European-based multinational corporations can cause or be complicit in human rights abuses in third countries. Victims of corporate human rights abuses frequently face many hurdles when attempting to hold corporations to account in their own country. Against this backdrop, judicial mechanisms have increasingly been relied on to bring legal proceedings in the home States of the corporations. This study attempts to map out all relevant cases (35 in total) filed in Member States of the European Union on the basis of alleged corporate human rights abuses in third countries. It also provides an in-depth analysis of 12 cases and identifies various obstacles (legal, procedural and practical) faced by claimants in accessing legal remedy. On the basis of these findings, it makes a number of recommendations to the EU institutions in order to improve access to legal remedies in the EU for victims of human rights abuses by European based companies in third countries.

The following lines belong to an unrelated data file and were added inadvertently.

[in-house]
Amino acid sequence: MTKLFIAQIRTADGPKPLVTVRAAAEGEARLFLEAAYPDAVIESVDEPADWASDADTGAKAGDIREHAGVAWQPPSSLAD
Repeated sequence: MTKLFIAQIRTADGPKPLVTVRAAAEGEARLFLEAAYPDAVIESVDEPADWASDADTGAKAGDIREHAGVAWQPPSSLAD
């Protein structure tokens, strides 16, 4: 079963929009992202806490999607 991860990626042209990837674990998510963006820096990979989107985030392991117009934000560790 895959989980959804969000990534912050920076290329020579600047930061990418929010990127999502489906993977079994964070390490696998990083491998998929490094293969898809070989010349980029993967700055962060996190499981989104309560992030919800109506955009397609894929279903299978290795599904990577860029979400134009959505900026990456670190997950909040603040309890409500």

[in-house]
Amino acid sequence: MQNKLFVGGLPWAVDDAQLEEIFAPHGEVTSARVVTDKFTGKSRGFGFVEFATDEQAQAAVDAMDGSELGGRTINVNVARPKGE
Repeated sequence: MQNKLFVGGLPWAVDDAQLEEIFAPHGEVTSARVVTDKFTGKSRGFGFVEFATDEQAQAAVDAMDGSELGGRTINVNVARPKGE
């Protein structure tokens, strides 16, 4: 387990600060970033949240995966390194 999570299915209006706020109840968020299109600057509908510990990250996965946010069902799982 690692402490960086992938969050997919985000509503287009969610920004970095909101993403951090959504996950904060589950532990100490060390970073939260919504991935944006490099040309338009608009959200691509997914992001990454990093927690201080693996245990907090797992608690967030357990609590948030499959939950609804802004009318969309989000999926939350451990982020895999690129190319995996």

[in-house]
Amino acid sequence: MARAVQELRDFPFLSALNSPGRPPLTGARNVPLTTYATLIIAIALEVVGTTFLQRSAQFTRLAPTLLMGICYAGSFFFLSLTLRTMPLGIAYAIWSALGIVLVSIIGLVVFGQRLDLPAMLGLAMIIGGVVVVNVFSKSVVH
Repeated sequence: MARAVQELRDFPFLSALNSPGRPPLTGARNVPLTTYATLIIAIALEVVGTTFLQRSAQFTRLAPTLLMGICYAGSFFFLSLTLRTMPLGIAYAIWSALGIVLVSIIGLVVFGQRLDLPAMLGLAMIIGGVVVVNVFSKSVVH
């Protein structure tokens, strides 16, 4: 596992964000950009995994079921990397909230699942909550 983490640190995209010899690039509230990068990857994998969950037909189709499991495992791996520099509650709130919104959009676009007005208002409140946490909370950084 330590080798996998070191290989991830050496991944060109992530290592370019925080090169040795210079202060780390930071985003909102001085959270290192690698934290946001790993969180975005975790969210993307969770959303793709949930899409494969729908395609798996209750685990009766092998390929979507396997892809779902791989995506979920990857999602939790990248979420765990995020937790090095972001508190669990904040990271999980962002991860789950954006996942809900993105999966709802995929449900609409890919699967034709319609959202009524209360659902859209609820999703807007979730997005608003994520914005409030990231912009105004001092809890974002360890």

Autor externo

Dr. Axel Marx, Dr. Claire Bright, Prof. Dr. Jan Wouters, Ms. Nina Pineau, Mr. Brecht Lein, Mr. Torbjörn Schiebe, Ms. Johanna Wagner, Ms. Evelien Wauter

Common consolidated corporate tax base (CCCTB)

15-06-2018

The European Commission has decided to re-launch the common consolidated corporate tax base (CCCTB) project in a two-step approach, with the publication on 25 October 2016 of two new interconnected proposals: on a common corporate tax base (CCTB), and on a common consolidated corporate tax base (CCCTB). Building on the 2016 CCTB proposal, the 2016 CCCTB proposal introduces the consolidation aspect of this double initiative. Companies operating across borders in the EU would no longer have to deal ...